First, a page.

by Rhodri C. Williams
Along similar lines to my earlier piece on the UNRoD, I recently wrote an introductory note for the publication in International Legal Materials of a key decision on property rights in Cyprus by the European Court of Human Rights.
The Demopoulos decision is interesting from a number of perspectives, but not least for the new approach it brings to the issue of what standards should guide the question of when compensation can be provided in lieu of restitution (an issue I’ve opined on a number of times in the past, including here with regard to the IASC framework on durable solutions for IDPs).
The proper name of the final version of this article is “Introductory Note to the European Court of Human Rights: Demopoulos v. Turkey” and it was published in its final version in the Volume 49 No. 3 issue of International Legal Materials. The version reproduced below is an edited draft.
INTRODUCTORY NOTE TO THE European Court of Human Rights: Demopoulos v. Turkey
BY RHODRI C. WILLIAMS
On March 1, 2010, the Grand Chamber of the European Court of Human Rights decided to reject the applications of seventeen Cypriot citizens against Turkey as inadmissible.[i] The applicants had alleged various violations of the European Convention of Human Rights, but the Court’s decision in Demopoulos turned on examination of their claims related to the right of property under Article 1 of the First Protocol to the European Convention on Human Rights, as well as the right to the home under Article 8 of the Convention.
All of the applicants in Demopoulos are Greek Cypriots who were displaced by the 1974 Turkish invasion and occupation of north Cyprus, and subsequently denied the use of their properties and access to homes they left behind. Essentially, this ruling is the latest in a fourteen-year line of decisions against Turkey related to the unresolved conflict in Cyprus. However, this ruling also breaks with its antecedents. First, it finds that the property claims process set up in Turkish-controlled northern Cyprus may constitute an effective domestic remedy; and, secondly, it requires Greek Cypriot applicants to demonstrate that they have exhausted this remedy before their applications to the Court will be found admissible.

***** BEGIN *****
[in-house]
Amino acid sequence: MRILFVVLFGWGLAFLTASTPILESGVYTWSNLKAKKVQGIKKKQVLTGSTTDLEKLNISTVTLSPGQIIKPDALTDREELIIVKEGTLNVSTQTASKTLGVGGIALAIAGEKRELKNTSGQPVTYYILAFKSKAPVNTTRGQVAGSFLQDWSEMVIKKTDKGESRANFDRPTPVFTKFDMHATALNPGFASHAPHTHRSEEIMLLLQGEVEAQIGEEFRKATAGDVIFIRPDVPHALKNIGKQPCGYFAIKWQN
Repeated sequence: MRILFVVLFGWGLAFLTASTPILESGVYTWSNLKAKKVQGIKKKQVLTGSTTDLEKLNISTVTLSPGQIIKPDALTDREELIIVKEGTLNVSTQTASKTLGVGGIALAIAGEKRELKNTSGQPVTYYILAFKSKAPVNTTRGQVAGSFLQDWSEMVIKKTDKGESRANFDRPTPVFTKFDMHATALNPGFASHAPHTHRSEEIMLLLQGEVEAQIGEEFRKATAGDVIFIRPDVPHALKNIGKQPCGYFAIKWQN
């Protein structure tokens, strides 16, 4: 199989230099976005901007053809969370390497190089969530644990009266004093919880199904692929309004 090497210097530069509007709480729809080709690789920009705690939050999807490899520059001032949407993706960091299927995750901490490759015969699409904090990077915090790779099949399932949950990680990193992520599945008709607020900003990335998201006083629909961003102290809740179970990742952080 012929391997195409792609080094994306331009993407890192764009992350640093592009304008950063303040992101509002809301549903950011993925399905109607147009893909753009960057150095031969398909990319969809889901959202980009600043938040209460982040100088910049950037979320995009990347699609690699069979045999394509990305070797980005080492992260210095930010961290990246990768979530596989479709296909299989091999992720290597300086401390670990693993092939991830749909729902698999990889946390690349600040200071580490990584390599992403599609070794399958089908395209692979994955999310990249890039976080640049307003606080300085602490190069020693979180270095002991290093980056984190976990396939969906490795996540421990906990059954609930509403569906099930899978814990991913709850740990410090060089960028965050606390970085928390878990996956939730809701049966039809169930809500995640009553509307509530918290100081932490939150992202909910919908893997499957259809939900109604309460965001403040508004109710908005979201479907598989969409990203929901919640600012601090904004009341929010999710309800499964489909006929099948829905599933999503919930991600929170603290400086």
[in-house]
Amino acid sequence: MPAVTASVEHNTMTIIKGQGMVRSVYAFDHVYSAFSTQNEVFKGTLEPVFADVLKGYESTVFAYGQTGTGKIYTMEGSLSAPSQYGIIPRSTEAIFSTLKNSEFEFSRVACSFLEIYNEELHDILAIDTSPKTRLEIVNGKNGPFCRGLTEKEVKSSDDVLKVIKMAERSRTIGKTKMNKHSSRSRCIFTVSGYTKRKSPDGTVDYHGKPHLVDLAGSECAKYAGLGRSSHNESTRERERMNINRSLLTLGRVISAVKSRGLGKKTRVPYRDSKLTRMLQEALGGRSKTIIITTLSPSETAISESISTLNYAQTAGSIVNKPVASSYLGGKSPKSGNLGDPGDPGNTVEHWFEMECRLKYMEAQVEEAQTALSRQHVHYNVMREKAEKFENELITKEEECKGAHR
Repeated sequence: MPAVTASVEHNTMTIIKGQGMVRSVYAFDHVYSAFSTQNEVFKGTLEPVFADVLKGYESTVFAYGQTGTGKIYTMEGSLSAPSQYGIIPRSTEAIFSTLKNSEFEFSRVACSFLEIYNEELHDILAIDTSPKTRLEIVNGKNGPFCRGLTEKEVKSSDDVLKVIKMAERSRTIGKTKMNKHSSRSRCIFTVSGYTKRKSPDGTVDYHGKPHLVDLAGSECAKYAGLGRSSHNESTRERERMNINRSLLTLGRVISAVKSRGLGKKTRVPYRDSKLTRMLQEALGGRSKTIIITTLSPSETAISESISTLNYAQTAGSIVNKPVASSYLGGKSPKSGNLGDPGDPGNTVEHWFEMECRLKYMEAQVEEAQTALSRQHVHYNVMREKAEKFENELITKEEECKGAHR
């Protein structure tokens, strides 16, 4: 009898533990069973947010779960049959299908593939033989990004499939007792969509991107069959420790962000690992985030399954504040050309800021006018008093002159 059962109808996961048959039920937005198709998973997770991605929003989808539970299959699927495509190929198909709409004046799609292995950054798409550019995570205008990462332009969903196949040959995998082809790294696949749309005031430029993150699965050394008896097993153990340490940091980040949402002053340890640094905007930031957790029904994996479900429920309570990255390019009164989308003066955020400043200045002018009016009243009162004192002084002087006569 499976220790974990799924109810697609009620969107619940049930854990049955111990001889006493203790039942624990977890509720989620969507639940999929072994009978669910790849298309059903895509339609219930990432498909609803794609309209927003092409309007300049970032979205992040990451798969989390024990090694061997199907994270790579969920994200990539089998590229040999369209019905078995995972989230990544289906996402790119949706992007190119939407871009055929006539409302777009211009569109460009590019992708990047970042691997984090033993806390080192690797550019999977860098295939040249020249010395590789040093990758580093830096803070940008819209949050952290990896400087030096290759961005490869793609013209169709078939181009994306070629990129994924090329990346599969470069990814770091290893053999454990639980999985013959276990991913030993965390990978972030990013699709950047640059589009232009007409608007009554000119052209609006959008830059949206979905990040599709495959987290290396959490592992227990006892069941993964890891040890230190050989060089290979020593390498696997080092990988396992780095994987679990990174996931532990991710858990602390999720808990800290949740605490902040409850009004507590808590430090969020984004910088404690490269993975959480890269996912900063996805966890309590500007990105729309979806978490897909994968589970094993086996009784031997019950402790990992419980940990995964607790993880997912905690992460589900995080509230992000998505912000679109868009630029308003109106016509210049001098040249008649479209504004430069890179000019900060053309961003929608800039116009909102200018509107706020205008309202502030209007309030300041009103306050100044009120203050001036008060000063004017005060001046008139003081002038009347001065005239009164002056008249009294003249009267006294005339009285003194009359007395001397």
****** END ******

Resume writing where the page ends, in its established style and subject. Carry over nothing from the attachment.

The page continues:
The broader significance of the Court’s decision in Demopoulos is two-fold. On the one hand, the decision represents the most emphatic expression to date of the Court’s determination to implement a new “pilot case” procedure. This procedure is meant to relieve the Court of a large backlog of cases by encouraging States Parties to the Convention to adopt systematic approaches allowing the domestic resolution of repetitive, or “clone” cases pending before the Court. On the other hand, the decision appears to represent a conscious effort by the Court – as one of many international players involved in the protracted negotiations over the Cyprus issue – to strike a practical balance between heretofore irreconcilable Greek and Turkish Cypriot negotiating positions.